“It’s a dog’s life in the suburbs” in the Philadelphia Inquirer (April 5, 2004).
I always thought my father was part dog. His hearing was so good that he had a special knack for hearing the howling, whimpering, woofing, yapping, yelping and barking of every neighborhood dog. As 10 minutes turned into 20, and 20 into an hour, the canine calls would escalate.
Ruff! Ruff! Ruff!
And as they did, so would my father’s blood pressure. A polite phone call to the owner would ensue. Sometimes the barking would stop, often times not.
A polite rap on the door, followed by peace and quiet for 10, perhaps even 20, minutes, and then . . .
A second not-so-polite rap on the door.
At wits’ end, though he hated to do it, a call to the local police.
I always understood my father’s frustration, but I also thought his hearing was just too good to allow him a relaxing life in canine-filled suburbia.
Now it’s getting to me, too. My wife and I bought our first house last spring, a little rancher in that canine cluster known as Chester County. To my surprise, it wasn’t long before I discovered that, like my father, I am part dog.
Perhaps it is a genetic quirk that my father passed along that causes me to hear the relentless noise of our furry four-legged friends. Or perhaps there is nothing genetic at all about it. It could just be the laissez-faire attitude of the pets’ owners.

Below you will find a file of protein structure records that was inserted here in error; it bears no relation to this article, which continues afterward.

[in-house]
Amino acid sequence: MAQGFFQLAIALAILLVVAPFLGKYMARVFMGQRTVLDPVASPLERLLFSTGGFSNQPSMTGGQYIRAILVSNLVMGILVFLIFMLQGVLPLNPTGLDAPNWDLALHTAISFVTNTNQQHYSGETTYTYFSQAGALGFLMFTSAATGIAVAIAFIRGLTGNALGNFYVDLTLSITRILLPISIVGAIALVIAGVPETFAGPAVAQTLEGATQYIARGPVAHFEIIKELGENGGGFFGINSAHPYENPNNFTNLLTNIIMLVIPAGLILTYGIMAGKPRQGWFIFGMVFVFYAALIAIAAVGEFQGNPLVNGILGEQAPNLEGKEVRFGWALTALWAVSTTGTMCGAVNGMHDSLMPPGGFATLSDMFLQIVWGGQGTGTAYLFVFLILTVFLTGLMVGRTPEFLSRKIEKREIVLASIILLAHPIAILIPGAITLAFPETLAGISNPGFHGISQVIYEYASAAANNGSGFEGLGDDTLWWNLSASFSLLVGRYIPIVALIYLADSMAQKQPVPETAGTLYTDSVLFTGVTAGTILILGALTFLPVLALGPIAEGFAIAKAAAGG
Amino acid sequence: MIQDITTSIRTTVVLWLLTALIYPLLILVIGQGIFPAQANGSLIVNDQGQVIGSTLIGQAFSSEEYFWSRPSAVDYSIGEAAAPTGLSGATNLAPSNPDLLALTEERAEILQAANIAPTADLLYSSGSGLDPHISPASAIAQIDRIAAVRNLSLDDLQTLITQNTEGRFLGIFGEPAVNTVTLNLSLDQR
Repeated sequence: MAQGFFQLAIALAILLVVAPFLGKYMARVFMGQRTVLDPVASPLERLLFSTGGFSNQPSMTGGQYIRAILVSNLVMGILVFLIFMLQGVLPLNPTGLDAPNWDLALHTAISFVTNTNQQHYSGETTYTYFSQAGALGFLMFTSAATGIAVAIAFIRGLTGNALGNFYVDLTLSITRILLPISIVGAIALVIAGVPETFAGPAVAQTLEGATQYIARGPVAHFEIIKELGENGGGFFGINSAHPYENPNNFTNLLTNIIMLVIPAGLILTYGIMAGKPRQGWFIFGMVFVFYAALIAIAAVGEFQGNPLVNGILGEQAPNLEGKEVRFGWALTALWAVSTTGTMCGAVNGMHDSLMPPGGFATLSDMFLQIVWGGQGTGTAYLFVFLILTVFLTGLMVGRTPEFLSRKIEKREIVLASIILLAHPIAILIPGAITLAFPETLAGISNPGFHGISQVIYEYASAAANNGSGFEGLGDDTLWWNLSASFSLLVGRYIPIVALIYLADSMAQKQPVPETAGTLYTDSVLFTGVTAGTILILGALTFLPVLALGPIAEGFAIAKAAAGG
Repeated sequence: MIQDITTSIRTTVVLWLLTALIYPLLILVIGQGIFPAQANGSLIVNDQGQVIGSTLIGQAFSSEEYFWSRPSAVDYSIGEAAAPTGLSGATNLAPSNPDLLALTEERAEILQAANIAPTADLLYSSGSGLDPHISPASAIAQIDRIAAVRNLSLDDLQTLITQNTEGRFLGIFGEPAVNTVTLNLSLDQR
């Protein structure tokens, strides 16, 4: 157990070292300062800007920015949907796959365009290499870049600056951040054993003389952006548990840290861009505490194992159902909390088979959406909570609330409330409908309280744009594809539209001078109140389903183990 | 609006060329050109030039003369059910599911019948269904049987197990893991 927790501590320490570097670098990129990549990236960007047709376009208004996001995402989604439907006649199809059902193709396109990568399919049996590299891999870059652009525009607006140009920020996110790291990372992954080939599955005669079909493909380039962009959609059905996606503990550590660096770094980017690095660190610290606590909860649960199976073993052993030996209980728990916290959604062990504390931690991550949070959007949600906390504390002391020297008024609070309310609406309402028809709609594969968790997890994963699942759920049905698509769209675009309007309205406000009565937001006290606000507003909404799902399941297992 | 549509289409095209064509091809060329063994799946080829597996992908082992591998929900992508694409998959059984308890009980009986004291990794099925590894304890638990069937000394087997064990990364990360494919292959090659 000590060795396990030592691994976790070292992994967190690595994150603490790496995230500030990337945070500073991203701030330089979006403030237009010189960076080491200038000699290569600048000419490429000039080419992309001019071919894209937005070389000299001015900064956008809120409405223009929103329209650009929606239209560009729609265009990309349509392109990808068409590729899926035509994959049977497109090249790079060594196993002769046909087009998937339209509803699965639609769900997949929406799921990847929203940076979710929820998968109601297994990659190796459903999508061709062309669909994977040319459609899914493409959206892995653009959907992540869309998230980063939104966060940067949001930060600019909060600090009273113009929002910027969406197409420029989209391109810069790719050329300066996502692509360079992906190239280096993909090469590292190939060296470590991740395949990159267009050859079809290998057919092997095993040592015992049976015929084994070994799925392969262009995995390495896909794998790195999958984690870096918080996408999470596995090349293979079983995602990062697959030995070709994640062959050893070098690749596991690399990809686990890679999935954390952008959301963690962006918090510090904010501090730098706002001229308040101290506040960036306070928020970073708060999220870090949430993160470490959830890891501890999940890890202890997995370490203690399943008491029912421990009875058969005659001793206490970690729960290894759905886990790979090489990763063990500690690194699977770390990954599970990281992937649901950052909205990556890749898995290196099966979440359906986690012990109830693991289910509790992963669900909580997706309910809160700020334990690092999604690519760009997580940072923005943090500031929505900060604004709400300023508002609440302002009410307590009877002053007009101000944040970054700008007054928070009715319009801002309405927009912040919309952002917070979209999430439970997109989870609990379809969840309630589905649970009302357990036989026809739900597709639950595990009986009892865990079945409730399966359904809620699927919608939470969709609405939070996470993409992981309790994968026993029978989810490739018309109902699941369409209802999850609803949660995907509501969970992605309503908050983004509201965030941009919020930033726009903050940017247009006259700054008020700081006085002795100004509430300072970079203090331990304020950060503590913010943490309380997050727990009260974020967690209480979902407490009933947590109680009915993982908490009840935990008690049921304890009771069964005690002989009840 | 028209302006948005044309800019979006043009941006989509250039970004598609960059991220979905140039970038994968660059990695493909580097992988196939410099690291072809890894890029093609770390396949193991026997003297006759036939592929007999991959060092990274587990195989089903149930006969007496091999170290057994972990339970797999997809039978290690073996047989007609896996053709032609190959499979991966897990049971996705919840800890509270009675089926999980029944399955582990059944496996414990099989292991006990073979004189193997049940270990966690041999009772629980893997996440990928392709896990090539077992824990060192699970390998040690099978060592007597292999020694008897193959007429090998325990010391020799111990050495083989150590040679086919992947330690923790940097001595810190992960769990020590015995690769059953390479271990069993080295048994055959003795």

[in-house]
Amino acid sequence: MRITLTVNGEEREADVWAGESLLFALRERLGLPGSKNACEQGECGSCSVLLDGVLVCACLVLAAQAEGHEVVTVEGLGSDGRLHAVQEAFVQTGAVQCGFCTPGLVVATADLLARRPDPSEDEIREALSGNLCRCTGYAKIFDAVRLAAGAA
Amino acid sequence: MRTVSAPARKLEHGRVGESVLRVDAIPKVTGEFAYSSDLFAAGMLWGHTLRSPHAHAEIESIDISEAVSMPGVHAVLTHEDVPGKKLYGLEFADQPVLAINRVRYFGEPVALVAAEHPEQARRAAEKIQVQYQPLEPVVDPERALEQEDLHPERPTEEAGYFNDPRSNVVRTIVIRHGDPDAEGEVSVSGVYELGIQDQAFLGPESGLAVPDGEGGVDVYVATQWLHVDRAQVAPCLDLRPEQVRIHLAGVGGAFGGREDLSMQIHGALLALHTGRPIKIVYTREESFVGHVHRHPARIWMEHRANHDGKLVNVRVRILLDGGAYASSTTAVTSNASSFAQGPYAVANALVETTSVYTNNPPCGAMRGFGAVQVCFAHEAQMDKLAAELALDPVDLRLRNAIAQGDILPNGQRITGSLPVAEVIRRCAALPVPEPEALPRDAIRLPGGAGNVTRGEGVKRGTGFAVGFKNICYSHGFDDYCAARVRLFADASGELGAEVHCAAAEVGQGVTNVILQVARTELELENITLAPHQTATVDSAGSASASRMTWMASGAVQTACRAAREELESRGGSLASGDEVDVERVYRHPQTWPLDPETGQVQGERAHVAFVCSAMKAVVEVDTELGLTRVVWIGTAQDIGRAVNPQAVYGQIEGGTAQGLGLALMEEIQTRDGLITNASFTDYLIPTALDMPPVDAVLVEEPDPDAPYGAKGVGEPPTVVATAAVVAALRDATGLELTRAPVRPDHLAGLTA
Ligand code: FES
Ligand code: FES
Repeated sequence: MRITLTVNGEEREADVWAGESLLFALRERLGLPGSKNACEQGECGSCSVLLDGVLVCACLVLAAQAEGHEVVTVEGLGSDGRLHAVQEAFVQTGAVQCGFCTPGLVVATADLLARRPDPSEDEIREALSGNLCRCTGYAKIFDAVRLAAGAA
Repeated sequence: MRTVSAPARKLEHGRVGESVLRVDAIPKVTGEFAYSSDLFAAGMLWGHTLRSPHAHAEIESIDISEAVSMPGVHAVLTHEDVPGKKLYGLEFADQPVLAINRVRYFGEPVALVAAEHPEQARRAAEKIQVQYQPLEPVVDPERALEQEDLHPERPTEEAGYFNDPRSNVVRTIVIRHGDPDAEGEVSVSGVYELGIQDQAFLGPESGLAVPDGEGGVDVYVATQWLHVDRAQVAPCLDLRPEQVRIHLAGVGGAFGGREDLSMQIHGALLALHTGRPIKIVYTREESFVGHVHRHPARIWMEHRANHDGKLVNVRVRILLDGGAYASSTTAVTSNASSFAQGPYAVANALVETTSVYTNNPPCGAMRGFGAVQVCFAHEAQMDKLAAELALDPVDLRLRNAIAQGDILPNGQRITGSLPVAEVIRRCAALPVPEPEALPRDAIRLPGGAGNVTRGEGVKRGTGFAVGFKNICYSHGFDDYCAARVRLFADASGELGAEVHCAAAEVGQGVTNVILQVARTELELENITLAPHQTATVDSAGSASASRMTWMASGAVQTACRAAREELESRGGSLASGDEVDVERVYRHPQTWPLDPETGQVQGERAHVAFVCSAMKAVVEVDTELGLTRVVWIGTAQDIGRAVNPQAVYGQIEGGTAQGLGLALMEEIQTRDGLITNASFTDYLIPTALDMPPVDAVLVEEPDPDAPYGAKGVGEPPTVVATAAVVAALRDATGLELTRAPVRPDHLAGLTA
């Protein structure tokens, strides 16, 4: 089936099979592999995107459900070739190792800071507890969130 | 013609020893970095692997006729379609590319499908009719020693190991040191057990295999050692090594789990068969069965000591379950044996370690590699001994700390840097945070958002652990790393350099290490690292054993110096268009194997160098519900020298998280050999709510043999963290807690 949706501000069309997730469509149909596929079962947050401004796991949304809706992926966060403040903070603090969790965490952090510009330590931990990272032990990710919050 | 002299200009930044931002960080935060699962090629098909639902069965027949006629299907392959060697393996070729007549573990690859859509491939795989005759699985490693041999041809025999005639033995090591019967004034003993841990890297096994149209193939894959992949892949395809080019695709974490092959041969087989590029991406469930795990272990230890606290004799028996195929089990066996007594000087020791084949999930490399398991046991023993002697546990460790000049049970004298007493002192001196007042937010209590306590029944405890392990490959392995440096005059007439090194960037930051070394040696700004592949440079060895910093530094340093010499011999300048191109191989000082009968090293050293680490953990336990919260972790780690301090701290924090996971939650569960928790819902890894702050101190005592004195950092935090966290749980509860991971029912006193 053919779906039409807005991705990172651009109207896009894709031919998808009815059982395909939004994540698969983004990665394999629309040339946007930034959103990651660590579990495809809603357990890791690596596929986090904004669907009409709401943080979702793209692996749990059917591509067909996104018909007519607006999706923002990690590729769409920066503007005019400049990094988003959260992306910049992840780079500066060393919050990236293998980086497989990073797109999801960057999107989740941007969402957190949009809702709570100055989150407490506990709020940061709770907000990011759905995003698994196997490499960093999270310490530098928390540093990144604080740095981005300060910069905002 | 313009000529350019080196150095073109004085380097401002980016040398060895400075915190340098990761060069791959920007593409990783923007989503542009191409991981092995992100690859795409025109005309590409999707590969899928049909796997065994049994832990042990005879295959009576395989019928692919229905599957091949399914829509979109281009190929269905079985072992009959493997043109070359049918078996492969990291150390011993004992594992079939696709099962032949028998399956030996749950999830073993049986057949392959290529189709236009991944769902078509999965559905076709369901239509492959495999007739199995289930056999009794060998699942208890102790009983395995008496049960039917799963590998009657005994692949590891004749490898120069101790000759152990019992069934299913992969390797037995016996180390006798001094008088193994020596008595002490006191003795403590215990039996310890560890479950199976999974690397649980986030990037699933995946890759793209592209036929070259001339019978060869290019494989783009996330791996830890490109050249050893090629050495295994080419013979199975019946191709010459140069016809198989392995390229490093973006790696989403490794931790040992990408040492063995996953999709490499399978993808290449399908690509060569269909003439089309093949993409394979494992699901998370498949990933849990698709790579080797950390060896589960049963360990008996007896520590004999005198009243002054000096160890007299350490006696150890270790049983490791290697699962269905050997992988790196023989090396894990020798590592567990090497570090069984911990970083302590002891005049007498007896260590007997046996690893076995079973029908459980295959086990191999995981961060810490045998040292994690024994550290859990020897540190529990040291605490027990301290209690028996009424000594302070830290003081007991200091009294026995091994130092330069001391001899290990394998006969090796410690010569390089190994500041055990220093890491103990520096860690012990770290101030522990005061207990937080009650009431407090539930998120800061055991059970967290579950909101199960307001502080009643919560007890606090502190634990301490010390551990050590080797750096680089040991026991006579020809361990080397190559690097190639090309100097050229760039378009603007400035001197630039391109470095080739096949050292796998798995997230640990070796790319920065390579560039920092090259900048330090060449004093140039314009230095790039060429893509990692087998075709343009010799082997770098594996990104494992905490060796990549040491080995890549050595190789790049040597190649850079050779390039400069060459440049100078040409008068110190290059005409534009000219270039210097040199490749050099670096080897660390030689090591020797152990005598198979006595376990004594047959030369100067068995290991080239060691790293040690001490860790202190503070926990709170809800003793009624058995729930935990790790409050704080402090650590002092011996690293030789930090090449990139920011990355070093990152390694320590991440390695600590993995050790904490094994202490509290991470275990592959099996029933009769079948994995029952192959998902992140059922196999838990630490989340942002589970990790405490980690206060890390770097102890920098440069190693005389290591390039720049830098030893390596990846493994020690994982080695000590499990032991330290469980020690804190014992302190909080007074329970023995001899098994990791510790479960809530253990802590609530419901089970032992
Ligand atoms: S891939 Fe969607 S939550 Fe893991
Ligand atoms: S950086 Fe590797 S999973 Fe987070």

To be fair, I’ll admit I’m not a big fan of dogs. Sure, they can be cute – especially when they’re sleeping – but they’re just not my cup of tea. I’m more of an aquarium guy. Give me a 20-gallon tank, throw in some neon tetras and clown fish, perhaps an algae eater for tank cleanliness, and I’ve got all the companionship I could ever need. That said, I’ve got nothing against man’s best friend. In fact, of all the dogs that populate my little portion of suburbia, only two happen to make themselves known through canine calls – morning, day and night. (It’s just past midnight now, and the barking has finally subsided.)
Still, I hold no malice toward the little fur balls. I do, however, have a problem with their owners.
With spring’s arrival comes the opening of windows and the sharing of neighborhood sounds: the baby crying; the Saturday morning battle of racing lawn mowers; the neighbor’s nighttime television; the hum of the air conditioner; and, to those of us who are part dog, the incessant barking of a German shepherd or two. (It’s 12:15 a.m. now, and the canine commotion has started up again.)
But that’s life in suburbia, one might say. You trade the sound of inner-city traffic, gunshots and gang wars for a little barking dog or two – what’s there to complain about? Well, you’re right, I am being pretty petty here. God knows there are bigger problems in the world than a barking dog.
The thing is, being part dog and all, I do begin to feel sorry for the creatures (and myself) when they’re left to play “fetch” by themselves for hours on end. Back me up here, PETA, but I can’t stand to hear a dog left out all day and night with no companionship but the sound of its own voice. It’s a pretty lonely life, and one that hints at a greater epidemic sweeping across suburbia – lack of consideration for that old-fashioned thing we used to call “community.”
It’s an easy fix, though. I’m going to propose at the next township meeting that anyone applying for a dog license must first pass a test – a hearing test that will prove that they, too, are part dog.